|12||*||Dinarello et al., Blocking IL 1: interleukin 1 receptor antagonist in vivo and in vitro, Immunology Today, 12(11):404 410 (Nov. 11, 1991).|
|13||Dinarello, et al., "Multiple Biological Activities of Human Recombinant Interleukin 1," J. Clin. Invest., 77:1734-1739 (Jun. 1986).|
|14||*||Dinarello, et al., Multiple Biological Activities of Human Recombinant Interleukin 1, J. Clin. Invest., 77:1734 1739 (Jun. 1986).|
|15||*||Dorland s Illustrated Medical Dictionary, 24th Ed., W.B. Saunders Company, Philadelphia, PA., p. 760 (1965).|
|16||Dorland's Illustrated Medical Dictionary, 24th Ed., W.B. Saunders Company, Philadelphia, PA., p. 760 (1965).|
|17||Duff, et al., "Tumor necrosis factor (TNF) and interleukin 1 (IL-1) in arthritis," Immunobiology, 75(1/2) Abst. No. 17, pp. 10-11 (1987).|
|18||*||Duff, et al., Tumor necrosis factor (TNF) and interleukin 1 ( IL 1 ) in arthritis, Immunobiology, 75(1/2) Abst. No. 17, pp. 10 11 (1987).|
|19||*||Esenberg et al, Nature 343, 1990, pp. 336 346.|
|20||Esenberg et al, Nature 343, 1990, pp. 336-346.|
|21||*||Fanslow et al, Science, 248; 1990, pp. 734 742.|
|22||Fanslow et al, Science, 248; 1990, pp. 734-742.|
|23||*||Gershenwald et al PNAS 87, 1990, pp. 4966 4970.|
|24||Gershenwald et al PNAS 87, 1990, pp. 4966-4970.|
|25||Gosset, et al., "Production of an Interleukin-1 Inhibitor Factor by Human Alveolar Macrophages from Normals and Allergic Asthmatic Patients," Am Rev. Respir. Dis., 138:40-46 (1988).|
|26||*||Gosset, et al., Production of an Interleukin 1 Inhibitor Factor by Human Alveolar Macrophages from Normals and Allergic Asthmatic Patients, Am Rev. Respir. Dis., 138:40 46 (1988).|
|27||*||Hannum et al, Nature 343 1990, pp. 336 346.|
|28||Hannum et al, Nature 343 1990, pp. 336-346.|
|29||Koch et al., "Expression of Interleukin-1 and Interleukin-1 Receptor Antagonist by Human Rheumatoid Synovial Tissue Macrophages," Clinical Immunology and Immunopathology, 65(1):23-29 (Oct. 1992).|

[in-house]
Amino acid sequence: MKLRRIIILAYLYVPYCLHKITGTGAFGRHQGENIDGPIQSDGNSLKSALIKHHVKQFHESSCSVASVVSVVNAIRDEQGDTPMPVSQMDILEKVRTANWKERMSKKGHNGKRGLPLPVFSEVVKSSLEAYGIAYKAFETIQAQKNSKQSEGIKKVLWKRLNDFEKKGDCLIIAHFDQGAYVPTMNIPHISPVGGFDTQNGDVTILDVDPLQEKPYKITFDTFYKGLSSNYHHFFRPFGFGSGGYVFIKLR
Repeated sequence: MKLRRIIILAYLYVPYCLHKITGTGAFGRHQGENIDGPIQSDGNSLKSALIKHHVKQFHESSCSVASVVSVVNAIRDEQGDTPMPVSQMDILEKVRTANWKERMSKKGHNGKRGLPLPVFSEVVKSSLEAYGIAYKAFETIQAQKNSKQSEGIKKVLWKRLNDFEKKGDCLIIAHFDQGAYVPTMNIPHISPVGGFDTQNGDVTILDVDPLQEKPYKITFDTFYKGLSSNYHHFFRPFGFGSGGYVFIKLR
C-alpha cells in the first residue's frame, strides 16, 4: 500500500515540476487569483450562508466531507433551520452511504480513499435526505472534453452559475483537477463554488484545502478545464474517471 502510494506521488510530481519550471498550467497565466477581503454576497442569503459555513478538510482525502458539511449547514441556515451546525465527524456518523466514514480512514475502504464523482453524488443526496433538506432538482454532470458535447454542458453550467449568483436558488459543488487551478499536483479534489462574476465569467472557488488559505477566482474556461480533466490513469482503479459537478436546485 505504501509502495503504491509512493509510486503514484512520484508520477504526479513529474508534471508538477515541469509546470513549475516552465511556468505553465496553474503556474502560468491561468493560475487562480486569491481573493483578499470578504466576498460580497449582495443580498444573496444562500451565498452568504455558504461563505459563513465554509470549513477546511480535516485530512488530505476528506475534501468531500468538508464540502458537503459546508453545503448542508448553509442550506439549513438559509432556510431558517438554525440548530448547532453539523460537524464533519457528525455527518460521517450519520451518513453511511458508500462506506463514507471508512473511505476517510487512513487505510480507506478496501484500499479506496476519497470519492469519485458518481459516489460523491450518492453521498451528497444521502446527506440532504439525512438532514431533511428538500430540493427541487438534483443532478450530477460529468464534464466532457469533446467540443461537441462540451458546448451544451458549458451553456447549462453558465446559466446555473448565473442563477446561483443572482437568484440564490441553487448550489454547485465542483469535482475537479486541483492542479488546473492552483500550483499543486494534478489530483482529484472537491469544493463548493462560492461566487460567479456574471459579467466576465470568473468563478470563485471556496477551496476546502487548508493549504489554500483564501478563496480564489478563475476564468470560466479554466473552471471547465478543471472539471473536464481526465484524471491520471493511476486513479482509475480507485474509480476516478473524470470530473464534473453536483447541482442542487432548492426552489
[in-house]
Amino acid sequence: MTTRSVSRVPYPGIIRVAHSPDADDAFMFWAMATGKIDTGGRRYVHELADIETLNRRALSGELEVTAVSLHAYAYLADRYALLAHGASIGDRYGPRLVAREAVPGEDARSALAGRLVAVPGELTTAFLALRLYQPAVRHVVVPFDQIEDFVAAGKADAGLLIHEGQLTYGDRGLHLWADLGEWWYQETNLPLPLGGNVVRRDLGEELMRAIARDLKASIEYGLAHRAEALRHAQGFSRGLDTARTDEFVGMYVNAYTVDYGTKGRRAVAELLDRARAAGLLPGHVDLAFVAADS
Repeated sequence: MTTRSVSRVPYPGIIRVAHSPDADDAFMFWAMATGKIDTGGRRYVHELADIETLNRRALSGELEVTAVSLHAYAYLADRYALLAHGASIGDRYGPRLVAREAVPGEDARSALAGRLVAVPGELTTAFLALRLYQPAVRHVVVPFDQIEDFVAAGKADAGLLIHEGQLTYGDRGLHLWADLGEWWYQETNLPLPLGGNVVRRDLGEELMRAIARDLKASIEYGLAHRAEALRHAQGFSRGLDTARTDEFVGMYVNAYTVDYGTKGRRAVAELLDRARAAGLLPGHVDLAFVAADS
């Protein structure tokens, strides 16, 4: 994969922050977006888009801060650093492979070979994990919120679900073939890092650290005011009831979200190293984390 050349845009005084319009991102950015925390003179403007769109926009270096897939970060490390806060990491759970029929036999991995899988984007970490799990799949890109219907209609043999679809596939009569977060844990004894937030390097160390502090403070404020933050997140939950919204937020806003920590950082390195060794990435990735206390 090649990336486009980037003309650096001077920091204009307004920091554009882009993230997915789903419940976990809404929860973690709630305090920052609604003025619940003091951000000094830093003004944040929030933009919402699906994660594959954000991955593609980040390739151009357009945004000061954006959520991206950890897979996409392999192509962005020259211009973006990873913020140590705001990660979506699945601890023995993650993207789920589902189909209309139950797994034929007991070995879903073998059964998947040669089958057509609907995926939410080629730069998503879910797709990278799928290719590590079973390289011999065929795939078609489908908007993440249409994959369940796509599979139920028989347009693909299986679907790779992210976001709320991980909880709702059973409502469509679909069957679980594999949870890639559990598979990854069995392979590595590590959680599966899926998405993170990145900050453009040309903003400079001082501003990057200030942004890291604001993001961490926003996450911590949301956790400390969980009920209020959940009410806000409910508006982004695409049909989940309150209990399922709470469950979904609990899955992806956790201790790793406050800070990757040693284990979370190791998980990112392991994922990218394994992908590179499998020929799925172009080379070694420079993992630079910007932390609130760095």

|30||*||Koch et al., Expression of Interleukin 1 and Interleukin 1 Receptor Antagonist by Human Rheumatoid Synovial Tissue Macrophages, Clinical Immunology and Immunopathology, 65(1):23 29 (Oct. 1992).|
|31||Lebsack et al., "Subcutaneous IL-1 Receptor Antagonist In Patients With Rheumatoid Arthritis," Arth. Rheumat., 34: Abst. No. 73, S45 (1991).|
|32||*||Lebsack et al., Subcutaneous IL 1 Receptor Antagonist In Patients With Rheumatoid Arthritis, Arth. Rheumat., 34: Abst. No. 73, S45 (1991).|
|33||*||Maliszewski et al J Immunol 144, 1990, pp. 3028 3033.|
|34||Maliszewski et al J Immunol 144, 1990, pp. 3028-3033.|
|35||Ohlsson et al., "Interleukin-1 receptor antagonist reduces mortality from endotoxin shock," Nature, 348:550-552 (Dec. 6, 1990).|
|36||*||Ohlsson et al., Interleukin 1 receptor antagonist reduces mortality from endotoxin shock, Nature, 348:550 552 (Dec. 6, 1990).|
|37||Oppenheim, et al., "There is More Than One Interleukin 1," Immunology Today, Reviews, 7:45-56 No. 2 (1986).|
|38||*||Oppenheim, et al., There is More Than One Interleukin 1, Immunology Today, Reviews, 7:45 56 No. 2 (1986).|
|39||*||Palaszynski, Biochem. Biophys Res. Comm 147, 1987, pp. 204 211.|
|40||Palaszynski, Biochem. Biophys Res. Comm 147, 1987, pp. 204-211.|
|41||Seckinger, et al., "A Urine Inhibitor of Interleukin 1 Activity Affects Both Interleukin 1α and 1β But Not Tumor Necrosis Factor α," The Journal of Immunology, 139:1541-1545, No. 5 (Sep. 1, 1987).|
|42||*||Seckinger, et al., A Urine Inhibitor of Interleukin 1 Activity Affects Both Interleukin 1 and 1 But Not Tumor Necrosis Factor , The Journal of Immunology, 139:1541 1545, No. 5 (Sep. 1, 1987).|
|43||Simpson, et al., "Reduction of Experimental Canine Myocardial Reperfusion Injury by a Monoclonal Antibody (Anti-Mol, Anti-CD11 b) That Inhibits Leukocyte Adhesion," J., Clin. Invest., 81:624-629 (Feb. 1988).|
|44||*||Simpson, et al., Reduction of Experimental Canine Myocardial Reperfusion Injury by a Monoclonal Antibody ( Anti Mol, Anti CD11 b ) That Inhibits Leukocyte Adhesion, J., Clin. Invest., 81:624 629 (Feb. 1988).|
|45||Tilg et al., "Antiinflammatory Properties of Hepatic Acute Phase Proteins: Preferential Induction of Interleukin 1 (IL-1) Receptor Antagonist Over IL-1β Synthesis by Human Peripheral Blood Mononuclear Cells," J. Exp. Med., 178:1629-1636 (Nov. 1993).|
|46||*||Tilg et al., Antiinflammatory Properties of Hepatic Acute Phase Proteins: Preferential Induction of Interleukin 1 ( IL 1 ) Receptor Antagonist Over IL 1 Synthesis by Human Peripheral Blood Mononuclear Cells, J. Exp. Med., 178:1629 1636 (Nov. 1993).|